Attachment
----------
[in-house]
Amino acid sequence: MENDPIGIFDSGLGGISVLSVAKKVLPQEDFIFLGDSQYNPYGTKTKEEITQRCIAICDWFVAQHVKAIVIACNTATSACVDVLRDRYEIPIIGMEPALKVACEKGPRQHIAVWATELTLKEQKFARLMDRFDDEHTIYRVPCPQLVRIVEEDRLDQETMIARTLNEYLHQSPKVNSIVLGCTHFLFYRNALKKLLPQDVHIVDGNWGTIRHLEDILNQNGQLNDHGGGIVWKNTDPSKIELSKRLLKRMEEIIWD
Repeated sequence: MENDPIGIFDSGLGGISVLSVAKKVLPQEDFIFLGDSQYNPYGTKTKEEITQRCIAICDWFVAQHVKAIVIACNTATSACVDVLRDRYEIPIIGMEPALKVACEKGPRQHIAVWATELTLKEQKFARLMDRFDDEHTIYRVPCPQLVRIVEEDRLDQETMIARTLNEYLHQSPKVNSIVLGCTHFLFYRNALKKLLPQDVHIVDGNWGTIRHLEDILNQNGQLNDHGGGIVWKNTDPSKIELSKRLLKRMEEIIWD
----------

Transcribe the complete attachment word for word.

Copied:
[in-house]
Amino acid sequence: MENDPIGIFDSGLGGISVLSVAKKVLPQEDFIFLGDSQYNPYGTKTKEEITQRCIAICDWFVAQHVKAIVIACNTATSACVDVLRDRYEIPIIGMEPALKVACEKGPRQHIAVWATELTLKEQKFARLMDRFDDEHTIYRVPCPQLVRIVEEDRLDQETMIARTLNEYLHQSPKVNSIVLGCTHFLFYRNALKKLLPQDVHIVDGNWGTIRHLEDILNQNGQLNDHGGGIVWKNTDPSKIELSKRLLKRMEEIIWD
Repeated sequence: MENDPIGIFDSGLGGISVLSVAKKVLPQEDFIFLGDSQYNPYGTKTKEEITQRCIAICDWFVAQHVKAIVIACNTATSACVDVLRDRYEIPIIGMEPALKVACEKGPRQHIAVWATELTLKEQKFARLMDRFDDEHTIYRVPCPQLVRIVEEDRLDQETMIARTLNEYLHQSPKVNSIVLGCTHFLFYRNALKKLLPQDVHIVDGNWGTIRHLEDILNQNGQLNDHGGGIVWKNTDPSKIELSKRLLKRMEEIIWD